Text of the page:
After the scan was complete, I packed up and walked back to the breakroom.  I stood there, ate another donut, and then walked out.  Within an hour or so, I was able to successfully infiltrate the building without question and do total recon on their network.

 

Donut let your organization be infiltrated.

All too often this type of attack occurs at organizations across the world.  Money, resources, and priority is put into protecting the digital assets by implementing firewalls, antivirus, SIEM, and other defenses.  Many times, physical security is overlooked.  There were multiple things that happened here that shouldn’t have.

  • I should not have been able to tailgate into the building. Tailgating is entering a building without scanning in by following someone else. Someone should have asked me to either swipe or at least show my badge.  Even after holding the door for me, someone pointed me directly to the breakroom knowing that I was alone.  My head was tucked behind donut boxes, but this should have been a flag. 
  • As I stood in the breakroom silently, with no badge or visitor’s pass, no one asked me questions about who or why I was there.
  • When I made my way to the cubicle and sat down, I was able to plug my Cat5 cable directly into their network. There was no system in place to authorize my laptop so that it could access the network. It was on within seconds.
  • As I was scanning, there were no alerts tripped from heavy traffic coming from my laptop. Tools should have been in place to see this potentially malicious traffic coming from my system.
  • Small things like printers should have default passwords changed. Consider any other IoT devices, especially those that may have been added during COVID-related remote work transitions.

It is extremely important to have a security culture that not only looks for anomalies like phishing emails, but also looks for other things that aren’t normal.  Wasn’t it strange that an unknown person brought 5 dozen donuts into headquarters?  Companies need to do a better job of teaching situational awareness and to look for things that aren’t right.  As the company’s firewall does a great job of keeping out malicious activity from around the world, we often have to be careful of what threats come from our own back yard.  Sometimes the internal network and facility can be just as vulnerable, if not more.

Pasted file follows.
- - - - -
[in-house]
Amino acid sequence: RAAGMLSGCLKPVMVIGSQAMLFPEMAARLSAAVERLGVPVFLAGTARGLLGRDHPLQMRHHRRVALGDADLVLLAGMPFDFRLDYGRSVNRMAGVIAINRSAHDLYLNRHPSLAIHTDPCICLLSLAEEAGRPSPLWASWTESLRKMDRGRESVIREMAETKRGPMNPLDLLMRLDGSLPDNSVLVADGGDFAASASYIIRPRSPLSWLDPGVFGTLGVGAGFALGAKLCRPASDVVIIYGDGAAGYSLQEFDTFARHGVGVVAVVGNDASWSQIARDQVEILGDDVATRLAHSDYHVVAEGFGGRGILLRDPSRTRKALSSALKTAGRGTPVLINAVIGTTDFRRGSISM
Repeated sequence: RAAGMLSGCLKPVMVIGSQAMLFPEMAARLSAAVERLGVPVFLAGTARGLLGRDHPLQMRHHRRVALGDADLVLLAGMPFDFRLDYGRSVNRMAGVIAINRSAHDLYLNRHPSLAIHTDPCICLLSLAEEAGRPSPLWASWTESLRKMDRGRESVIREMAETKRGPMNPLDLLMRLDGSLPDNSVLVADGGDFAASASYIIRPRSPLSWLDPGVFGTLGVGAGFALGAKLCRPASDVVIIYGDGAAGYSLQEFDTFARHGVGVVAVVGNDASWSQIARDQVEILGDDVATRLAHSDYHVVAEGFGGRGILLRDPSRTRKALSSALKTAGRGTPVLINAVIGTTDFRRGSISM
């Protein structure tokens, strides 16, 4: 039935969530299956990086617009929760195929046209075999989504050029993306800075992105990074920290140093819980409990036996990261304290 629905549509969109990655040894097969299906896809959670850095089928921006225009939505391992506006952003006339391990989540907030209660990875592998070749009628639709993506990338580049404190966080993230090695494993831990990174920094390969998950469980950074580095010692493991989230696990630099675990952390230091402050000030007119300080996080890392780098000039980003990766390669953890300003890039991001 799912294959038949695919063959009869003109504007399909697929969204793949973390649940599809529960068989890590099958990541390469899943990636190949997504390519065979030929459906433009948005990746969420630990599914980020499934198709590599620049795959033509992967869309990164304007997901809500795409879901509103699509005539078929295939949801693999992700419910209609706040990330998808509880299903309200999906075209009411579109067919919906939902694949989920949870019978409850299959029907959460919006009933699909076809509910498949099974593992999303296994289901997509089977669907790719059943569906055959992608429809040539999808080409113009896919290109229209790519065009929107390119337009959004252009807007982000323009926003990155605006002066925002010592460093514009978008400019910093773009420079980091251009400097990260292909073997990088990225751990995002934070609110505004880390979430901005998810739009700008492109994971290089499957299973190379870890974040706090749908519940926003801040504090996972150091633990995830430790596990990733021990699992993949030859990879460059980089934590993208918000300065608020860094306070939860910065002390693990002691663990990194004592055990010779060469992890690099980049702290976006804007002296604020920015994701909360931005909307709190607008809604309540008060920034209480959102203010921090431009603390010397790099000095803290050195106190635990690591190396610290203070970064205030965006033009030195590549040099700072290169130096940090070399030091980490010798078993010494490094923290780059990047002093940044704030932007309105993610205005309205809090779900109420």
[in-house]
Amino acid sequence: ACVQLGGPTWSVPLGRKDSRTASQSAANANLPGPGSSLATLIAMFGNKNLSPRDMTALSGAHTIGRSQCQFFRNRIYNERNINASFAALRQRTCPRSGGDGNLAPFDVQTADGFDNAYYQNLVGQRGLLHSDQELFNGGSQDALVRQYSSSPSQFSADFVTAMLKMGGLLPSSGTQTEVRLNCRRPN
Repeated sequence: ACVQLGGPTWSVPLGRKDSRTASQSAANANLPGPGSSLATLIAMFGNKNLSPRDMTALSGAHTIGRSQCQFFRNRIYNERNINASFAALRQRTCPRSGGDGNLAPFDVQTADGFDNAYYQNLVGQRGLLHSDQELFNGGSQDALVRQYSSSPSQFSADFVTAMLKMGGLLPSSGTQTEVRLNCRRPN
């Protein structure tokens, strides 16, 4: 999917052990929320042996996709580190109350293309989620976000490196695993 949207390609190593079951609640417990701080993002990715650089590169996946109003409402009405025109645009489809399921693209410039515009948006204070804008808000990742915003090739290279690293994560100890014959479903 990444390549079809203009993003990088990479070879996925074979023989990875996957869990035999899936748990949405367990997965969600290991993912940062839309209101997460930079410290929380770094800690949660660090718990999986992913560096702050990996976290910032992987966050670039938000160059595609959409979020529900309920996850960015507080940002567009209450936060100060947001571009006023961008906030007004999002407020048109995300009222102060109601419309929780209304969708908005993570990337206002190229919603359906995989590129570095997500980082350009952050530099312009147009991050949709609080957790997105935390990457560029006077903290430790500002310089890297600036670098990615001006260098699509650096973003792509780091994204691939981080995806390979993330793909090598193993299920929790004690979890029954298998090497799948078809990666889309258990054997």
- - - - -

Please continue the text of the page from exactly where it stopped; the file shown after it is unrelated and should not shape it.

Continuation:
If you would like to learn more about how you can train and protect your facility by leveraging awareness training, contact us at Appalachia Technologies.  We will help you build a defense in depth strategy that will ensure that your organization is doing its due diligence.  Donut let this happen to you (yes, I went there...again).


 Mike MillerMike Miller is a cybersecurity professional with 25 years of experience throughout the IT industry.  He has focused on security, specializing in the areas of Virtual Chief Information Security Officer services, Governance, Risk, and Compliance, PCI, SOC, Intrusion Detection, Penetration Testing, and Incident Response.  In 2011, Mike founded Cyber Protection Group, which was acquired by Appalachia in 2022.  Mike is passionate about mentoring and assisting aspiring cybersecurity professionals and can be found regularly sharing insight on his LinkedIn profile.  When he isn’t fighting cyber crime, Mike loves spending time with his wife and kids, often boating in the Ozarks.